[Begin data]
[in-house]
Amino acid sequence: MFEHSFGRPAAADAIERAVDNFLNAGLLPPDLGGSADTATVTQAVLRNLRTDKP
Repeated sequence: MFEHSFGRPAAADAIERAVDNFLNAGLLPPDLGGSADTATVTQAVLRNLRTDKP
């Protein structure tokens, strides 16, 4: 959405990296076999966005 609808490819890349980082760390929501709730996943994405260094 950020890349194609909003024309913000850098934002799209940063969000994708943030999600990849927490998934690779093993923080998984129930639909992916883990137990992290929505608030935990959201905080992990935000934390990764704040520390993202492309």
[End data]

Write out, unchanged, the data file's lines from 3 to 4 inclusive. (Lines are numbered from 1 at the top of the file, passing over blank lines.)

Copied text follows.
Repeated sequence: MFEHSFGRPAAADAIERAVDNFLNAGLLPPDLGGSADTATVTQAVLRNLRTDKP
């Protein structure tokens, strides 16, 4: 959405990296076999966005 609808490819890349980082760390929501709730996943994405260094 950020890349194609909003024309913000850098934002799209940063969000994708943030999600990849927490998934690779093993923080998984129930639909992916883990137990992290929505608030935990959201905080992990935000934390990764704040520390993202492309």